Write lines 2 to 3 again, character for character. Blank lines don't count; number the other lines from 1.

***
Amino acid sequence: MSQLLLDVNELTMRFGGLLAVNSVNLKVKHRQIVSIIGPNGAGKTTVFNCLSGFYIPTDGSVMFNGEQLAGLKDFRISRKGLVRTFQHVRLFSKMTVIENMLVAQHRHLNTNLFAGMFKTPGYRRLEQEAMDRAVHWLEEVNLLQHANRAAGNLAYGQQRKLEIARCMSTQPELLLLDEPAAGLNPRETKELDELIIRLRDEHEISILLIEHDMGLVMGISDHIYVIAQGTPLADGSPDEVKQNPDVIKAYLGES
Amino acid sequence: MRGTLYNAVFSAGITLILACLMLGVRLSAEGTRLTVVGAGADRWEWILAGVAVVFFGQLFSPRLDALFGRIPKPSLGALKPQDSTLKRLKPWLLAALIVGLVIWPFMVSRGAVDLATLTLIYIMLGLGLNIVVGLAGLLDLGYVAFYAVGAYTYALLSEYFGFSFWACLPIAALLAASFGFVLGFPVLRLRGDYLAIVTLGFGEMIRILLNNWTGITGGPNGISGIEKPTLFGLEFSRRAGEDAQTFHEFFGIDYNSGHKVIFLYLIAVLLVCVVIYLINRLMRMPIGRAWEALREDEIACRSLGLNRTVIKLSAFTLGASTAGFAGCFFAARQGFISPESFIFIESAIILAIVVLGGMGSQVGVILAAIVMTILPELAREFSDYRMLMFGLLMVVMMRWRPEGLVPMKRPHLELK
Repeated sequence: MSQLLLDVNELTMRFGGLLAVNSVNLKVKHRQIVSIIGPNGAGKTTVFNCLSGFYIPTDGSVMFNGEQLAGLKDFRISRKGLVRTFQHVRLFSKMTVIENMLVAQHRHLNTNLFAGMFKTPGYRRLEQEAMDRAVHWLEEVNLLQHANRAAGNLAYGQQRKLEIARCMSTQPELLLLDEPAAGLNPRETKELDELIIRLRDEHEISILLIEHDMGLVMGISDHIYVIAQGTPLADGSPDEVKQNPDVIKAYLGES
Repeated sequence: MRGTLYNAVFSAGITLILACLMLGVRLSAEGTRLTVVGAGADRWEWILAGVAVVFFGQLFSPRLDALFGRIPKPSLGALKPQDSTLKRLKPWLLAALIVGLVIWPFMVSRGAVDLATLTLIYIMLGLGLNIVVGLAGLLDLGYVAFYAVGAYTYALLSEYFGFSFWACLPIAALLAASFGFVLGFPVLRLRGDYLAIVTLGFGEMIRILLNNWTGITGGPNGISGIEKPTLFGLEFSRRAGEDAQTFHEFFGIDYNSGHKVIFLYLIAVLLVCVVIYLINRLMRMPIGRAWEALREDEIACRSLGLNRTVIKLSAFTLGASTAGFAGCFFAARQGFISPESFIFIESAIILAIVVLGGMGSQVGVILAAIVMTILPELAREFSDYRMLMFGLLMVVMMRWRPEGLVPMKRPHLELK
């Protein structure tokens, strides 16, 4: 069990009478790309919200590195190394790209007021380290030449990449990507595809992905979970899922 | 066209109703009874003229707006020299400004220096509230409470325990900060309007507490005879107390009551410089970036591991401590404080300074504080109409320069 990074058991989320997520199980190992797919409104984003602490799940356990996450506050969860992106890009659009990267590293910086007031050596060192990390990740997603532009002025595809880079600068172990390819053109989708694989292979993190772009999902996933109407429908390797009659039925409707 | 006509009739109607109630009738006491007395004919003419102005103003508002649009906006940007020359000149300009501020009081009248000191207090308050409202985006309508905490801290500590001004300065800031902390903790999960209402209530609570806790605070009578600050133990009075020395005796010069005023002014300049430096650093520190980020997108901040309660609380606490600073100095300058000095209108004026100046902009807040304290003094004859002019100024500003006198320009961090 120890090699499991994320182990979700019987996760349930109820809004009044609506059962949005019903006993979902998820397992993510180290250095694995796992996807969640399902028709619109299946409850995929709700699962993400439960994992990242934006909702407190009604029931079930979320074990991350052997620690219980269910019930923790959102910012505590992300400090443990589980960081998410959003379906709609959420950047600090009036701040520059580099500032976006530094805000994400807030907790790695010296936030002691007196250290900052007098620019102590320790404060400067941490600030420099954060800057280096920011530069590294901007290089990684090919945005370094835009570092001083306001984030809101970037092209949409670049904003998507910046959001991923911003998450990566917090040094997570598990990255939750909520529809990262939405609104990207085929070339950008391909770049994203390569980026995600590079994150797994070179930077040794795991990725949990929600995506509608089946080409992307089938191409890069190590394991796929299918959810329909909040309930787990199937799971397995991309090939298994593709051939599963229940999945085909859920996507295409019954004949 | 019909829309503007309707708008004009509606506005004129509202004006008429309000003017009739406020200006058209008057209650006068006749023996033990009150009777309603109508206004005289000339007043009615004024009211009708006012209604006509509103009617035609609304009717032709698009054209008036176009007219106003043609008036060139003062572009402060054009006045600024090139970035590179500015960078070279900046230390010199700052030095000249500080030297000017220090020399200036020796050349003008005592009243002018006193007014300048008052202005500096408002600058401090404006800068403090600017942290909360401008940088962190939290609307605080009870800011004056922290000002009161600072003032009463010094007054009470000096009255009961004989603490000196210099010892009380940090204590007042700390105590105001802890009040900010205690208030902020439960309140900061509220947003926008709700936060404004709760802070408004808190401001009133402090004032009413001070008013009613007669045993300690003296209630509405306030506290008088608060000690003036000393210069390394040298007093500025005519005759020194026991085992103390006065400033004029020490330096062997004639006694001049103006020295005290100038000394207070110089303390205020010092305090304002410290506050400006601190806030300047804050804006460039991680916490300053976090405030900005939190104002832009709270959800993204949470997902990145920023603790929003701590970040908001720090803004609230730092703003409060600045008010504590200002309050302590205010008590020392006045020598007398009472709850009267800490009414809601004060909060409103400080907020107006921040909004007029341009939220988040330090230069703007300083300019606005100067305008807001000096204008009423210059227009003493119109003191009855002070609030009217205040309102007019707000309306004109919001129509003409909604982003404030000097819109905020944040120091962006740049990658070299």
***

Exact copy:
Amino acid sequence: MRGTLYNAVFSAGITLILACLMLGVRLSAEGTRLTVVGAGADRWEWILAGVAVVFFGQLFSPRLDALFGRIPKPSLGALKPQDSTLKRLKPWLLAALIVGLVIWPFMVSRGAVDLATLTLIYIMLGLGLNIVVGLAGLLDLGYVAFYAVGAYTYALLSEYFGFSFWACLPIAALLAASFGFVLGFPVLRLRGDYLAIVTLGFGEMIRILLNNWTGITGGPNGISGIEKPTLFGLEFSRRAGEDAQTFHEFFGIDYNSGHKVIFLYLIAVLLVCVVIYLINRLMRMPIGRAWEALREDEIACRSLGLNRTVIKLSAFTLGASTAGFAGCFFAARQGFISPESFIFIESAIILAIVVLGGMGSQVGVILAAIVMTILPELAREFSDYRMLMFGLLMVVMMRWRPEGLVPMKRPHLELK
Repeated sequence: MSQLLLDVNELTMRFGGLLAVNSVNLKVKHRQIVSIIGPNGAGKTTVFNCLSGFYIPTDGSVMFNGEQLAGLKDFRISRKGLVRTFQHVRLFSKMTVIENMLVAQHRHLNTNLFAGMFKTPGYRRLEQEAMDRAVHWLEEVNLLQHANRAAGNLAYGQQRKLEIARCMSTQPELLLLDEPAAGLNPRETKELDELIIRLRDEHEISILLIEHDMGLVMGISDHIYVIAQGTPLADGSPDEVKQNPDVIKAYLGES